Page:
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Showing posts from January, 2010

Cancel all your room reservations!

If there is one thing common to every big company I have ever coached, it is the lack of available meeting rooms. Getting people together is hard enough. Getting a meeting room is impossible!

This does not mean there aren't meeting rooms in the company. Just that most have them have been booked in repeating weekly, bi-weekly or monthly events.

So just setting up a retrospective or other similar event can be a major challenge. Last time I did it, the group assistant spent a few hours finding me a room.

I have a modest proposal: Let's make February 1st, 'Cancel all your room reservations' day! Cancel all your recurring meetings, free the rooms (and your calendar). Then on Tuesday, schedule only those meetings that you really need (who really needs these meetings in the first place?) and no more than 3 recurring events on a single appointment.

Is this a realistic suggestion? Of course not! Is the scarcity of meeting rooms trying to tell you something? Absolutely! You are …

Scrum Breakfast im February: Agile Governance

Once again, we are fortunate to welcome an international speaker to Zurich for the Scrum Breakfast. Pierre NEIS is a Sr. Management Consultant who is active in the Finance industry in and around Luxembourg. His topic:

Adoption of an Agile Governance Model

As a corporate leader, program or business manager, or line manager, you want your IT and Development activities to be aligned with your business. As more and more companies are doing Scrum, you are thinking about the implications of Scrum on your organization. Scrum promises better business alignment, higher employee productivity and satisfaction, and ultimately better profitability, but seems chaotic and uncontrolled. How do you implement Scrum in your company? How do you keep things under control?

This talk is for corporate leaders contemplating Scrum and anyone who wants to talk to them about the how and why of Scrum in medium and large companies. Pierre E. Neis will discuss the challenges facing companies adopting Scrum and disc…

Scrum Course Program for 2010 in Switzerland

Together with my partners in DasScrumTeam, I have put together my public training program for 2010 in Switzerland.

The biggest difference you will note are:
All Jumpstarts are now Certified Scrum Master Trainings.  The focus remains on getting started with Scrum but we meet the CSM requirements, so why not?
The Product Owner Course is now always a certified course, and lasts 3 days instead of 2. There is too much information to do it justice in 2 daysI am now offering CSM Jumpstarts in Bern and GenevaNext to Andreas Schliep, I am also co-training with Peter Beck. All courses start at 9.00am, so that it is easier to come in the morning from remote parts of Switzerland or abroad.
All courses are in German, except as noted. Here are the course dates:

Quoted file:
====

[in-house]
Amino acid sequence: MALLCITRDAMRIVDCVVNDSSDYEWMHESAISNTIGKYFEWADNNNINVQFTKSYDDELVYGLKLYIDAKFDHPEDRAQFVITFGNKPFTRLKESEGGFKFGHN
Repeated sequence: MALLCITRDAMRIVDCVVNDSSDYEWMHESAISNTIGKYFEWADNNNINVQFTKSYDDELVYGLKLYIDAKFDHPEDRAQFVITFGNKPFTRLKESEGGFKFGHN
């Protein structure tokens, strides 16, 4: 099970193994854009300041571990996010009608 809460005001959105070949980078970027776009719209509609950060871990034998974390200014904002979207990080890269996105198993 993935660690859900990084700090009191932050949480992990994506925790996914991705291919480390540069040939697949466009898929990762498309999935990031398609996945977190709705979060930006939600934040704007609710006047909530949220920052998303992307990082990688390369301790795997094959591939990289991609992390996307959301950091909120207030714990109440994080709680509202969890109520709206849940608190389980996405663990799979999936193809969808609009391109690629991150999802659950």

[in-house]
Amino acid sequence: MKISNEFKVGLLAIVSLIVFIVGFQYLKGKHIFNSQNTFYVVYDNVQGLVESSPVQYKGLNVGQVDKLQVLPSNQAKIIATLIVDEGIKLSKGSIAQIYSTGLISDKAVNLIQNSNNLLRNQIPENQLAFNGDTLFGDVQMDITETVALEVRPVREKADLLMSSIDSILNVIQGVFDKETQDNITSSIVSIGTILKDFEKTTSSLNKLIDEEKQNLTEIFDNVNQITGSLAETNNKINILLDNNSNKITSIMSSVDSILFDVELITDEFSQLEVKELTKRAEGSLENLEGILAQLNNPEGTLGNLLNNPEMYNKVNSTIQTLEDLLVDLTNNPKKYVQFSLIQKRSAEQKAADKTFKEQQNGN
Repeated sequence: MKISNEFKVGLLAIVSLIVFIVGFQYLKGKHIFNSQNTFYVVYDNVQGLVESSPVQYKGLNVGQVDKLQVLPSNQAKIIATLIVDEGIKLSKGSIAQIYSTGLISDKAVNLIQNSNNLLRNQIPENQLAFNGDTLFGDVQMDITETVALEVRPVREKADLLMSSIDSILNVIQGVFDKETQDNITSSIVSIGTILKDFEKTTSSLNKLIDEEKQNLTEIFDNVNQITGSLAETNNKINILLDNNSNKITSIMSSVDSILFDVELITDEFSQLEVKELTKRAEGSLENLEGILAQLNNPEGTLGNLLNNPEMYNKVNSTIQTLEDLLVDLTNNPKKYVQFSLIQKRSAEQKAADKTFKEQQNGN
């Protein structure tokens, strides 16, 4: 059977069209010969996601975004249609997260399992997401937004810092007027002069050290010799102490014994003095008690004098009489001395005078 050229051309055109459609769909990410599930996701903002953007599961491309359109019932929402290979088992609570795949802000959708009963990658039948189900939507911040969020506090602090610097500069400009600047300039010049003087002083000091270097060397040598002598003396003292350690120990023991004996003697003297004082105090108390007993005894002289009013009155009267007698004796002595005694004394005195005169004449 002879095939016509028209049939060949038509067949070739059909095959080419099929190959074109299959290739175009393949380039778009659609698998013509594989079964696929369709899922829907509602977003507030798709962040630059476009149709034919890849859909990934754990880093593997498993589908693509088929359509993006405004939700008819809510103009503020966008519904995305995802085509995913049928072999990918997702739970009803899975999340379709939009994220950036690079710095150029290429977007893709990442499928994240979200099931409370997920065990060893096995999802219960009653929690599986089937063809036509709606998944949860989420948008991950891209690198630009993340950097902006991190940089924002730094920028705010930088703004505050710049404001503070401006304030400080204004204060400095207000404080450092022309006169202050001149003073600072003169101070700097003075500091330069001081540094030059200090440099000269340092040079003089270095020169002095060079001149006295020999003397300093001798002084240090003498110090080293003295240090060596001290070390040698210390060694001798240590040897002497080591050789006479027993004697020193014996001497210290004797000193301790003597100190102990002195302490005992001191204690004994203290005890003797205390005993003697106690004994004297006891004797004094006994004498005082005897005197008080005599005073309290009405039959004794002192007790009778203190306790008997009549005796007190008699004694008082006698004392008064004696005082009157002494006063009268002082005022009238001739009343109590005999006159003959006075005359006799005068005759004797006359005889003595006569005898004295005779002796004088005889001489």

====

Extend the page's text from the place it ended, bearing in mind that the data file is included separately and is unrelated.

Certified ScrumMaster/Jumpstart (description in English - Deutsch )
For Developers, Testers, ScrumMasters, Business Analysts, Managers and Teams who want a first taste of Scrum.
28/29-Jan-10 – Bern (3 Spaces Left, earlybird pricing ends today)

Scrum in 100 Words or Less

[Update 9-Jan-10: See Comment 3 for a revised formulation of Scrum in 100 Words.]

If Scrum is so simple, why is it so hard to describe? Tobias Mayer recently launched the idea of Simple Scrum - Scrum reduced to its essence. I think the essence Scrum can be defined even more concisely - in 100 words or less. 100 words, which will be understood by the novice, without using the Scrum lingo -- Product Owner, ScrumMaster and other such words are not allowed.

The Essence of Scrum in 100 Words:

Scrum is an empirical management process for addressing complex problems that ensures effective communication between a Requester and an implementation Squad. The Requester represents the interests of all stakeholders. The self-organizing, interdisciplinary Squad produces finished outcomes at regular intervals in response to prioritized requests. They measure their progress in terms of finished outcomes.

The maximum interval is 30 days. After each interval, the Squad has produced an improved product …

Why are Scrum Teams better motivated?

At first blush, it seems that Scrum is based on radical concepts: Self-organization, incremental delivery, and a clear distinction between what and how and equally clear definitions of who is responsible for what.

Why is this a better approach for developing software? It turns out, there are three key success factors to solving complex problems: Autonomy, Mastery and Purpose. Too much focus on success can be counter-productive. This video from Dan Pink explains why (BTW - you can turn on German subtitles - well translated!):

I think this video also hints at one role of management in Scrum culture: creating an environment where people can be creative, problems can be solved and new ideas can bear fruit. Google's 20% or Atlassian's 'Fedex Days' don't arise out of a Sprint Contract, they arise out a management with a vision of a company becoming more competitive through the creativity of their staff. How motivated and creative are your staff?